Basically, I don’t think they offer any feature that eg. Starling offer, are worse or are missing features, and have lots more charges.

Why would you be with them? For a transfer bonus or something? I’m sure they’ve calculated it so they quickly get that money back from you in fees.

Yes that’s true I don’t use them while abroad to avoid the non-sterling fee, I mainly use them in the UK, through their Rewards Credit card, when my AmEx is not accepted. The debit card I use for cash withdrawals, that are very rare. I also use them to invest money something that Starling doesn’t offer as far as I know. Also while abroad I spend on a no fx fees credit card. I like to spend banks money and pay it in full at the end, so I can keep my money in a savings account making me interest.
So in the end I get rewards/cashback when I spend their money, and interest on my money, via savings account.

The question is why would you use Starling/Monzo or others directly without getting any rewards/cashback?

Starling gives you a small amount of interest on balances. Like you, I use a separate account for credit card spending to get rewards (Tandem in my case, for cashback). I use a dedicated stock broker for my investments, which again offers lower fees than HSBC. For “real” cash savings, I use a dedicated separate account (Marcus).

In both our cases, the current account part of our needs seems quite limited. And I use Starling for this part because it is simply superior to what HSBC offers. Budgeting features. Goals. Fast, easy to use app. No fees. Not having to have a separate account when going abroad.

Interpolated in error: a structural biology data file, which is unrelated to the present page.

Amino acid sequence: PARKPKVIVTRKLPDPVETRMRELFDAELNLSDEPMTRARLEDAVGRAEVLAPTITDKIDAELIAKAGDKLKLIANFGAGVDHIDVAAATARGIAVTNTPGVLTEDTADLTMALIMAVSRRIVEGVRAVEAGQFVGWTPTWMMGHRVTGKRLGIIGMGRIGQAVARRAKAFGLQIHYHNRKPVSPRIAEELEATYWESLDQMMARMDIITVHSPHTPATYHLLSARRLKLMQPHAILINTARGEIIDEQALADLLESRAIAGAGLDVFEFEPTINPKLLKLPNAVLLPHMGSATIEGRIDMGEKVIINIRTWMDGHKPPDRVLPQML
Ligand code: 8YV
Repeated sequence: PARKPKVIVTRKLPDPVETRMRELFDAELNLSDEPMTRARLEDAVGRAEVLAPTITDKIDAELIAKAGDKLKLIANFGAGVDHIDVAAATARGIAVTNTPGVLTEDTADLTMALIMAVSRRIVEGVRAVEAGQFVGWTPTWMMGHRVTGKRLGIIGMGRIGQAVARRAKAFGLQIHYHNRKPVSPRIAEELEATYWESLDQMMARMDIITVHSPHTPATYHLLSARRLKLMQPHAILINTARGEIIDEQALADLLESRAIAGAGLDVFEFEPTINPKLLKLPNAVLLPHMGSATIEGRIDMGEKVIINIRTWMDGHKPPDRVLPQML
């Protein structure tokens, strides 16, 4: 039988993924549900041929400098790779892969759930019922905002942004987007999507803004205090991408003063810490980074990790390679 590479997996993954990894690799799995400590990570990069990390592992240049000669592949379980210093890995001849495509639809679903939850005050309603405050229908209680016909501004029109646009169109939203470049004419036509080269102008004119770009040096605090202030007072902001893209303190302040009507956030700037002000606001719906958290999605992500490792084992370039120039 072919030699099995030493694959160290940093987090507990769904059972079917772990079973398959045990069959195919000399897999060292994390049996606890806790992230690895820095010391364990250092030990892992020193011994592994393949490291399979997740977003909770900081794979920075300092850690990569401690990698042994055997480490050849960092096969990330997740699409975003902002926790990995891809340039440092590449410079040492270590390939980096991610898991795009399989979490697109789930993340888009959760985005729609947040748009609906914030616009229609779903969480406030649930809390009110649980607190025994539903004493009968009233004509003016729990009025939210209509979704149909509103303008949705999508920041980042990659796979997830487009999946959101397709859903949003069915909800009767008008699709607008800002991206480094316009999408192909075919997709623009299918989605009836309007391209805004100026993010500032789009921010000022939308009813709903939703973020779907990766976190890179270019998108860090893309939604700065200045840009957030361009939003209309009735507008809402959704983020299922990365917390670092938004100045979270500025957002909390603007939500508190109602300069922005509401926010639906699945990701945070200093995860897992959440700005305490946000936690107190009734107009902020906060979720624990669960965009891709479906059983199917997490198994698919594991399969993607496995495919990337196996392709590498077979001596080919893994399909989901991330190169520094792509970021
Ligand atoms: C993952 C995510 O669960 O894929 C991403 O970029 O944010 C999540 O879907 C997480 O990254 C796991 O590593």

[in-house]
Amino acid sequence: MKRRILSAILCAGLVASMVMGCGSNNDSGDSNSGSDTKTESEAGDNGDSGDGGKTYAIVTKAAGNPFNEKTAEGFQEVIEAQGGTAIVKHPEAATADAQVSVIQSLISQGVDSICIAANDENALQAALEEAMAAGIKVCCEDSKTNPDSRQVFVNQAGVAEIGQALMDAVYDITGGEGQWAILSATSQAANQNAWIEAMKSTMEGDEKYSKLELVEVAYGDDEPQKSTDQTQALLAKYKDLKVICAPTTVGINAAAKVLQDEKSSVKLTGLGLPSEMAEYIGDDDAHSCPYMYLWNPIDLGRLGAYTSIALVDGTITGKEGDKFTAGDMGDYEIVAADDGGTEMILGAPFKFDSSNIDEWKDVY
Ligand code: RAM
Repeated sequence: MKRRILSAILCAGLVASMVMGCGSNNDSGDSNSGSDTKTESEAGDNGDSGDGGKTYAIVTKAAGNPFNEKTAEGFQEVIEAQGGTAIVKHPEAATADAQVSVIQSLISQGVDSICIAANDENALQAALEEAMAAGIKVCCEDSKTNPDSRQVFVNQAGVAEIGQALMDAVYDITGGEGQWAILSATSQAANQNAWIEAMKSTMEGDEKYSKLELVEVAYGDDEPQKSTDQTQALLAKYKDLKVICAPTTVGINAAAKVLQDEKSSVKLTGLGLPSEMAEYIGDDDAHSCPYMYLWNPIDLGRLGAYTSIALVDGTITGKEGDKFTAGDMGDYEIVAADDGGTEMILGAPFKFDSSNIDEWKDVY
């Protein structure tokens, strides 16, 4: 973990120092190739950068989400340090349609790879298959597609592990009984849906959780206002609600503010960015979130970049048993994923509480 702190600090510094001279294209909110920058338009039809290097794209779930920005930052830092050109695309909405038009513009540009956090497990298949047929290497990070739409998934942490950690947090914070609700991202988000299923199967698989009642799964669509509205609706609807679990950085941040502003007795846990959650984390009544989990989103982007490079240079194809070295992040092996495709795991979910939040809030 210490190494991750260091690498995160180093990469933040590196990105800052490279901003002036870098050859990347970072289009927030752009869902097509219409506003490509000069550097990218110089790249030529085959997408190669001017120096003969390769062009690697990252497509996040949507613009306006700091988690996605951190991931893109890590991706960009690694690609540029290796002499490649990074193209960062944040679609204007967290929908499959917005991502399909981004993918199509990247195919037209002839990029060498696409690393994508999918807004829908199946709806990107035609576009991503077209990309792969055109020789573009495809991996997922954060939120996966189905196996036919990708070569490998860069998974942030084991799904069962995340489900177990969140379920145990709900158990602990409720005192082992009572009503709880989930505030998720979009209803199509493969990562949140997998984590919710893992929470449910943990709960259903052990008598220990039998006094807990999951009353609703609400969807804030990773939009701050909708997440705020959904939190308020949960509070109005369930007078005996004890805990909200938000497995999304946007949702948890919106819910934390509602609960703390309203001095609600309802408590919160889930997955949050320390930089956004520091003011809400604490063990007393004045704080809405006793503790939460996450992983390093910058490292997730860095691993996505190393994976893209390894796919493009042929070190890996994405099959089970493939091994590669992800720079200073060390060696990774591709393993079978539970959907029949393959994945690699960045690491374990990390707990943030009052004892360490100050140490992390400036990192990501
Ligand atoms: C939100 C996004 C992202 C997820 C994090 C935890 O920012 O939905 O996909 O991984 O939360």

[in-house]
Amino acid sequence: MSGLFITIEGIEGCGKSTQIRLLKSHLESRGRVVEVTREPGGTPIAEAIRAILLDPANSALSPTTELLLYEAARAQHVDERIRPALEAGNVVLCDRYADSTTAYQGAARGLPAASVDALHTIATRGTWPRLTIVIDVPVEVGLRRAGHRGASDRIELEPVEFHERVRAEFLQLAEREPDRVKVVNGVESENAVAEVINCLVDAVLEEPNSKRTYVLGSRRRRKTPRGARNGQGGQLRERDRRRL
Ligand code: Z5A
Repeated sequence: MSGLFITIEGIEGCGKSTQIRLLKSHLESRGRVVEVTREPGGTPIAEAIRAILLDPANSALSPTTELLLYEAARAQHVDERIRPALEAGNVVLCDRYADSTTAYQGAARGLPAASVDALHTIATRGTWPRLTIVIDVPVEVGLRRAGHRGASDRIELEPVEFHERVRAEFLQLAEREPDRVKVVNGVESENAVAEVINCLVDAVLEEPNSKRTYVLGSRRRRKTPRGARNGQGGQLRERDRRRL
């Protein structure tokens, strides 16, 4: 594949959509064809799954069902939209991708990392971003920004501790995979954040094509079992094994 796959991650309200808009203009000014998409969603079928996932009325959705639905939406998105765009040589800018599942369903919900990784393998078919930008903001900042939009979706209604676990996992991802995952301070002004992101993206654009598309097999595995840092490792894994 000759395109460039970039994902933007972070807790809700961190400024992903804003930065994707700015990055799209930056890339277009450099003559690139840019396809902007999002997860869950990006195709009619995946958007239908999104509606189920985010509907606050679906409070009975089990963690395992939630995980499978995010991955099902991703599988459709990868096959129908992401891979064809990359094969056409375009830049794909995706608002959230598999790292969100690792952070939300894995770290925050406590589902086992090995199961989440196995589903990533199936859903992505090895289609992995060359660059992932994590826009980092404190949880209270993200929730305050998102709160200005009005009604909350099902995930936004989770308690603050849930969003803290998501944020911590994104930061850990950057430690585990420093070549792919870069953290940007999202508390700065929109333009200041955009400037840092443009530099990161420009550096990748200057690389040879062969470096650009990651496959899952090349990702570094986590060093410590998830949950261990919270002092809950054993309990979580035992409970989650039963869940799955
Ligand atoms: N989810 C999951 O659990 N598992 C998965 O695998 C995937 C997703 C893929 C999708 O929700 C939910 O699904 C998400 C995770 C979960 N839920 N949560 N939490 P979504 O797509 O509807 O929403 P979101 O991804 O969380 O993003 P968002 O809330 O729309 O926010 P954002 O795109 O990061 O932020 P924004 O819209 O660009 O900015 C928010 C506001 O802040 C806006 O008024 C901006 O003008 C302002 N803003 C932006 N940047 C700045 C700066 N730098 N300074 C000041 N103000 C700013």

So again, for a current account, why use HSBC?

This is quite interesting. For someone like me (and by the sounds of it you) who uses their credit card for most of my spending, what makes me choose my current account provider?

I have 4 current accounts (+ some that I use for savings as they offer high rates on small amounts), and each of them is chosen for a specific purpose (cashback, interest, insurance).

But frankly the account that I consider my main account is with Barclays purely by historical accident. Yes, they also pay healthy cashback, and I actually quite like them, but my current account is so boring (1 salary a month in, 4 dd + 1 so a month out) that it really isn’t important enough for me to change, even if one day I stopped liking them, or they stopped paying cashback (in that case I’d just move my DD elsewhere) - I just don’t care cuz I hardly interface with my main current account :man_shrugging:

And I suspect that will apply to a large number of people. Particularly if you are doing most of your spending through credit cards, your current account becomes kinda boring.


An @anon37295698 mentioned, as we use credit cards the current account isn’t that used so I don’t necessary see the benefits of Starling (money management etc) over HSBC. But you could argue the other way around as well. For me there are a few differences for example if you happen to have a Premier account you get free perks like free insurance, you can’t do that on Starling. Let’s also say that in 5 years you decide to move to US, you can actually open an bank account with HSBC from UK and transfer you credit history over there, I don’t think Starling is doing that yet, but maybe if they get across the pond they will offer this.

I’m not saying HSBC is better, maybe these things have no value to you.


If Starling could carry credit history to other countries I’d actually like, celebrate rn

Once they expand to different countries I don’t see a reason why they shouldn’t